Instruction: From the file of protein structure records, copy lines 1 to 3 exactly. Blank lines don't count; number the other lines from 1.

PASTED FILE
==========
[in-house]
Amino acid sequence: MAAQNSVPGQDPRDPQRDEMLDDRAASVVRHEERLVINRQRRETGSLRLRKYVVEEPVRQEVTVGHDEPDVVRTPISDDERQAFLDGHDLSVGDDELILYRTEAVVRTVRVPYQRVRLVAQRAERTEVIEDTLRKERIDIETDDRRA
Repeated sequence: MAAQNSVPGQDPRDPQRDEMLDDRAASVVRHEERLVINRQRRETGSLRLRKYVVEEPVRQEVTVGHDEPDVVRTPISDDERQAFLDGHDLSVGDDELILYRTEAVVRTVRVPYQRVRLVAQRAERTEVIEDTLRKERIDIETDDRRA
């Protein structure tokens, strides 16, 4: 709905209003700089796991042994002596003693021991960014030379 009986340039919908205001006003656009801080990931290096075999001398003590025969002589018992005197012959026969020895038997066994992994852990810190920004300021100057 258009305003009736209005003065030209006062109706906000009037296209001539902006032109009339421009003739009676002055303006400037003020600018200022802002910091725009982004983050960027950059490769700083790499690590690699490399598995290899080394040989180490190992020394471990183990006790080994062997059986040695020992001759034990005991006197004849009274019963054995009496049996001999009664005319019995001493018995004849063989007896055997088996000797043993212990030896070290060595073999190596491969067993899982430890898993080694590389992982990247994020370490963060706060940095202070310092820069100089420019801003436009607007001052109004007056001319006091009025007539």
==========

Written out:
[in-house]
Amino acid sequence: MAAQNSVPGQDPRDPQRDEMLDDRAASVVRHEERLVINRQRRETGSLRLRKYVVEEPVRQEVTVGHDEPDVVRTPISDDERQAFLDGHDLSVGDDELILYRTEAVVRTVRVPYQRVRLVAQRAERTEVIEDTLRKERIDIETDDRRA
Repeated sequence: MAAQNSVPGQDPRDPQRDEMLDDRAASVVRHEERLVINRQRRETGSLRLRKYVVEEPVRQEVTVGHDEPDVVRTPISDDERQAFLDGHDLSVGDDELILYRTEAVVRTVRVPYQRVRLVAQRAERTEVIEDTLRKERIDIETDDRRA